Once someone decides they want to fix their credit they have a few different options. Some folks will choose bankruptcy, and for some, it may be the only choice, however, it will be devastating to credit scores and, in some cases, does not wipe away all debt. Debt consolidation, which many people try, is not what it seems at face value, and often leads to people paying double, triple, even quadruple what their original debt was.
“In my opinion, it is one of the worst options, even more so than bankruptcy,” says Gerard.
At Paradigm, the approach is different and focuses on clearing derogatory accounts on client’s credit reports, then helping them build up better credit. There are many ways to do this, and the team focuses on the highly effective, legal, and advanced techniques to help people repair and regenerate their credit, helping them get into better financial standing.
“We really take pride in the fact that we only use 100% complaint-based, factual disputing methods to dispute derogatory items from client’s credit reports. We use advanced techniques, based on our extensive knowledge of the laws that protect people from credit bureaus and data furnishers,” says Gerard.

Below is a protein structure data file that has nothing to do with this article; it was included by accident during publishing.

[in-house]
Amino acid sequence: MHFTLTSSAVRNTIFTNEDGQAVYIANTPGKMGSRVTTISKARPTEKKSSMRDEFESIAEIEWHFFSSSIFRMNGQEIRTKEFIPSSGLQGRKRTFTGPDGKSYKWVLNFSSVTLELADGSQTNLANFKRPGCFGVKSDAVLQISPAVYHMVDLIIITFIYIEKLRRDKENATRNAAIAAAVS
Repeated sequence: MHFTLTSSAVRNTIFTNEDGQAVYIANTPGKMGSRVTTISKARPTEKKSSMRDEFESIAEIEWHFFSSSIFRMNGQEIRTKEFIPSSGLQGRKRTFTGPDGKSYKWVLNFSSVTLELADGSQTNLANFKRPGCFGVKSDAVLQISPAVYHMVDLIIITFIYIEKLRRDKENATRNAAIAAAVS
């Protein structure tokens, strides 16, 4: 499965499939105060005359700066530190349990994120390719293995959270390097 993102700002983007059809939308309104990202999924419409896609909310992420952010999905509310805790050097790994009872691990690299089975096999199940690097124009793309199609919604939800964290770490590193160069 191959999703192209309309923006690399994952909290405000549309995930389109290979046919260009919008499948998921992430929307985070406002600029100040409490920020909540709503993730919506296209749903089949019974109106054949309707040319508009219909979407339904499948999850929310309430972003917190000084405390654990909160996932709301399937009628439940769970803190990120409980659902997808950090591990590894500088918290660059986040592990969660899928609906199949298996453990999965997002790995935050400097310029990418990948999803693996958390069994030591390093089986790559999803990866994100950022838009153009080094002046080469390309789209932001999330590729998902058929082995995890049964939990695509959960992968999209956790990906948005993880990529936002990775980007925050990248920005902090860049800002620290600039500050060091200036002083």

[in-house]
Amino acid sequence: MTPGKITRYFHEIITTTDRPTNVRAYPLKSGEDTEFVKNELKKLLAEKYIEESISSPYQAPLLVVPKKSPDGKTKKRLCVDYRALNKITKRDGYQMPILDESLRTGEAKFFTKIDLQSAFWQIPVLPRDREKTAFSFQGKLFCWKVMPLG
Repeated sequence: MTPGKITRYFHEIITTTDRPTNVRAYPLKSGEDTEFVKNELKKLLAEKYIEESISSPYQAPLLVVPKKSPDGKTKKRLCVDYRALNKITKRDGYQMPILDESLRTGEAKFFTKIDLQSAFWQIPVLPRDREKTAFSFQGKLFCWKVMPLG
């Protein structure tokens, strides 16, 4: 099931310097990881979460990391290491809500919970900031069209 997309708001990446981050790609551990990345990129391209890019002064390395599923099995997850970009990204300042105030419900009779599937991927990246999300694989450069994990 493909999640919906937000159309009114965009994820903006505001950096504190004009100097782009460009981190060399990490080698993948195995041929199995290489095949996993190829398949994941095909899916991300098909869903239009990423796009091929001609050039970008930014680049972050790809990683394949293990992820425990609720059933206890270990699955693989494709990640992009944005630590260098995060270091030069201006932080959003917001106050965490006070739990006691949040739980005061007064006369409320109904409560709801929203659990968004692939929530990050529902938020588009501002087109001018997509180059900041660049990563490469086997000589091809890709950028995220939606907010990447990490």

Paradigm uses the power of laws like the FCRA, FACTS, TILA, FCBA, UCC, FDCPA, RESPA, and other credit reporting governance laws to aid in disputing charge-offs, late payments, repossessions, student loans, forecloses, short sales, late mortgages payments, and more. 79% of all credit reports contain errors. Paradigm specializes in finding ways to help people get back to a place where they can be proud of their credit score and report.
Personal credit repair is just a stepping stone when it comes to Paradigm’s services. Many of their clients that are business owners cannot access funding or loans that normally would be available to them. Paradigm is capable of creating full Business Credit Profiles for their clients which ultimately produce a high business credit rating (also known as a Peydex score) that would allow access to multiple lending options for business growth.